On one call, she said she begged the person on the other end “to just tell me if the family has been notified.” But they weren’t allowed to say.
Ann said she thought about all sorts of things during that interminable day while she waited for information, including a conversation in which Kimberly noted things always had a way of working out for her. At the time, Ann told her that “the harder you work, the luckier you get.” Kimberly was always a hard worker.
Ann said she used that memory to convince herself her daughter was safe and things would work out.
She also remembered a call from Kimberly just weeks earlier. Kimberly phoned to say a helicopter had been shot down, but both pilots were all right and back at base.
“She just wanted us to know everything was fine,” Ann said.
But they hadn’t heard anything on Jan. 2, even before the communications blackout.
It was an accident that finally notified the Hamptons their daughter was dead. They had just moved to Seneca and the change in address wasn’t yet reflected in Kimberly’s records.
They’d sold their house in Easley to someone who worked at the same company as Dale.
“The Army went to that house looking for us,” Dale said. The new owner “instantly knew what was going on, so he called a supervisor.”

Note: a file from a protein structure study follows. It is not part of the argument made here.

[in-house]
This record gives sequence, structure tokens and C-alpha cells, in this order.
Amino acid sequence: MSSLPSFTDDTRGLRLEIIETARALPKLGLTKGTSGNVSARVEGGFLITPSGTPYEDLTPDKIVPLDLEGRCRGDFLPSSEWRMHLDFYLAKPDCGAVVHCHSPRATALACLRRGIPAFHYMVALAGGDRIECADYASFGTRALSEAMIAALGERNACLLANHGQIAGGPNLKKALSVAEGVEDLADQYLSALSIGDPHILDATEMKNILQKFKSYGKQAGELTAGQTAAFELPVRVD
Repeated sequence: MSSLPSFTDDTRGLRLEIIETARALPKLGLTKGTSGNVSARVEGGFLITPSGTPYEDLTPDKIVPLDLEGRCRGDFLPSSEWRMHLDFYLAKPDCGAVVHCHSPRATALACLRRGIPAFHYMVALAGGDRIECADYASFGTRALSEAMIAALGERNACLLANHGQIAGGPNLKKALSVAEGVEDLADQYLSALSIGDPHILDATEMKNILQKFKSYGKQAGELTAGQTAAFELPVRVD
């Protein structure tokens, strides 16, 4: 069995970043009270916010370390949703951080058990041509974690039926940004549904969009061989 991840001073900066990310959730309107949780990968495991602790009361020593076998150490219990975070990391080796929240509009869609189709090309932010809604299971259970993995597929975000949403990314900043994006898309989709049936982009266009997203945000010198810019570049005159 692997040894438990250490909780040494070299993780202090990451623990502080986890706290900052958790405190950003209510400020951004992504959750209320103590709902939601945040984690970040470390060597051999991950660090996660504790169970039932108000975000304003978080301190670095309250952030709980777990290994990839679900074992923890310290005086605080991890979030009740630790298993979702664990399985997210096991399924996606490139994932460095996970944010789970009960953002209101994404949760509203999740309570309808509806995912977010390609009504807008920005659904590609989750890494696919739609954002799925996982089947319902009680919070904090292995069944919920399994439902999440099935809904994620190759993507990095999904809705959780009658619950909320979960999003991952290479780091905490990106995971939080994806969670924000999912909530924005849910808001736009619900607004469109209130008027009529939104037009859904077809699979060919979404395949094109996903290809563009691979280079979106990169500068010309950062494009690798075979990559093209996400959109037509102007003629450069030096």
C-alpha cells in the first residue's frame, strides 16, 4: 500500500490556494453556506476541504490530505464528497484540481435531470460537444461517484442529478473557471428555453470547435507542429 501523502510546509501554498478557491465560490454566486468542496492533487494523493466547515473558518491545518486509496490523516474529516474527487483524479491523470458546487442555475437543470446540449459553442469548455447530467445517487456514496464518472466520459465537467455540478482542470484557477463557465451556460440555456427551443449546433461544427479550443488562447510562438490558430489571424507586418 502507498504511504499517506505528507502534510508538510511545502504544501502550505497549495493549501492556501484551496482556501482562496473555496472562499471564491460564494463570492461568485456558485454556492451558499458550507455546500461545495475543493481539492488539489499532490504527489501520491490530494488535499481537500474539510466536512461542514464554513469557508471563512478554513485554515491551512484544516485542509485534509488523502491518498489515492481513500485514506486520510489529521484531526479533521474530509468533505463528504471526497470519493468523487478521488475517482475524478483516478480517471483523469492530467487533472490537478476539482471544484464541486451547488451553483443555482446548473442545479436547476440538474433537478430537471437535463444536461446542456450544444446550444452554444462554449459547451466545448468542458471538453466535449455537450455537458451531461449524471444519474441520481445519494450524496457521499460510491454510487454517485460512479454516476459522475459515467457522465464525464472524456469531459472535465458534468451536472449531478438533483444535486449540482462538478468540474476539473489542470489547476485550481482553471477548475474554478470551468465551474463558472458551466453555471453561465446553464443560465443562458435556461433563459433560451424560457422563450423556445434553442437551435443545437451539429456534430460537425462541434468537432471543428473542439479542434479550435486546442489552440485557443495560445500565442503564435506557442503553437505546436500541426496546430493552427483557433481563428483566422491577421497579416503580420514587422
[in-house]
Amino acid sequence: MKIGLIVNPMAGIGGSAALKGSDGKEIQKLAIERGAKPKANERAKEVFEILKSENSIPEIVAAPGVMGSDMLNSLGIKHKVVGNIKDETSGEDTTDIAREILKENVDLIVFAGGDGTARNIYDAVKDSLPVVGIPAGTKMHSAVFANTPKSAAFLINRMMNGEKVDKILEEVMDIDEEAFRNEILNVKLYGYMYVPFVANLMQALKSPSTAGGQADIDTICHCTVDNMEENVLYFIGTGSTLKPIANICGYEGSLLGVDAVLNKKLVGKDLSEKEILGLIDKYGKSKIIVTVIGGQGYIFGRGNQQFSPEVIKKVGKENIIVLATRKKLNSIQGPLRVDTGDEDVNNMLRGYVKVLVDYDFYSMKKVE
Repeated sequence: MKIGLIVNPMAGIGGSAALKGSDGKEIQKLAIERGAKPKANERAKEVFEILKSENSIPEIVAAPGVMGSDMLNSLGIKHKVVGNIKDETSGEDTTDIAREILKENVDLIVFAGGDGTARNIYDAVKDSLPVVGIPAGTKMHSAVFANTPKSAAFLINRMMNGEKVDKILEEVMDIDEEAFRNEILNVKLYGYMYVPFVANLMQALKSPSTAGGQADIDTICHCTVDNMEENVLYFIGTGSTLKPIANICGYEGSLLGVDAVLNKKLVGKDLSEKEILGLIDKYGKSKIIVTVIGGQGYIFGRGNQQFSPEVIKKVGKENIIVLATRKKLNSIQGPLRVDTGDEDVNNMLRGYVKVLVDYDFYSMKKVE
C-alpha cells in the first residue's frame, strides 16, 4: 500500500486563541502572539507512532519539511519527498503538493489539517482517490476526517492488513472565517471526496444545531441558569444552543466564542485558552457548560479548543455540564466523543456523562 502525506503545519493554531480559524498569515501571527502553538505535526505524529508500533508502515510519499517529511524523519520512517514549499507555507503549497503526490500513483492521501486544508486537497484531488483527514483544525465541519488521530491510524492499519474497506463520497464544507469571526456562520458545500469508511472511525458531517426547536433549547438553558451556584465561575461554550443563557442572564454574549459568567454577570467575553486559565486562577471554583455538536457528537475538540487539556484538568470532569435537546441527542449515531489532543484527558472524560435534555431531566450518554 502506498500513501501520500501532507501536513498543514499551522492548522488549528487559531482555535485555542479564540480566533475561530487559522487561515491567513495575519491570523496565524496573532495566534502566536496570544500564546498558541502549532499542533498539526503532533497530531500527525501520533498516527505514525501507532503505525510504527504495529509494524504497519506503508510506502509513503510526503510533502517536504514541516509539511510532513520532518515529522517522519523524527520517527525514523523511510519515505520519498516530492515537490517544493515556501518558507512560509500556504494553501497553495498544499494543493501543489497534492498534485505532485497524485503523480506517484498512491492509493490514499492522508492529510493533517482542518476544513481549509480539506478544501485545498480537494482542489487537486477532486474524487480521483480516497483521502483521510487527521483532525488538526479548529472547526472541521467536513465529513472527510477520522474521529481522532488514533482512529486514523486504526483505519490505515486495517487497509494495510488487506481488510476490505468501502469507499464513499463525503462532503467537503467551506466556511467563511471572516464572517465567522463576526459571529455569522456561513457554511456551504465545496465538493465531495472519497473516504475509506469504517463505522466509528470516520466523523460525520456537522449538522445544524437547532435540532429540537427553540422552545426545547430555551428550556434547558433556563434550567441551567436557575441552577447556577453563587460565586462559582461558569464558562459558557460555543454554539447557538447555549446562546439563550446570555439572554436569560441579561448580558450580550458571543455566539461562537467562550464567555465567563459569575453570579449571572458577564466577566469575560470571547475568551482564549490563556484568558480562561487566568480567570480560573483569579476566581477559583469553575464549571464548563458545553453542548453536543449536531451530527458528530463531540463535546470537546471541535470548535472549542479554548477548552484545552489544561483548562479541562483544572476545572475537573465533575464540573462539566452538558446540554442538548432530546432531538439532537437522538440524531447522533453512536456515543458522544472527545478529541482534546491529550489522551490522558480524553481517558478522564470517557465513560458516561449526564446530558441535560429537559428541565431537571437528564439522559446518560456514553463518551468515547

The supervisor in turn called Dale.
“Then we knew,” he said. But the minutes they spent waiting for Army officials to arrive and give confirmation were the longest of their lives. Finally, at 4:20 p.m., 12 hours to the minute after Kimberly died, the official news arrived.
“When that van pulled in, I just dropped to my knees,” Dale said. “It confirmed that it wasn’t a dream.”
Six years later, Ann wears a small likeness of the helicopter her daughter flew. The small, gold charm is on a chain around her neck and a larger model sits on a coffee table in their living room. Ann also adorns herself with dragonflies, a reference to the book, “Water Bugs and Dragonflies” by Doris Stickney, which uses the insects to help explain death to children. Ann says dragonflies are “God’s helicopters.”
Though it wasn’t something she’d talked about while growing up, it was a lifelong dream for Kimberly to fly. In a booklet she put together in third grade, she wrote that she wanted to fly above the trees like a bird. Dale and Ann found it while she was in flight school and gave it to her when she graduated.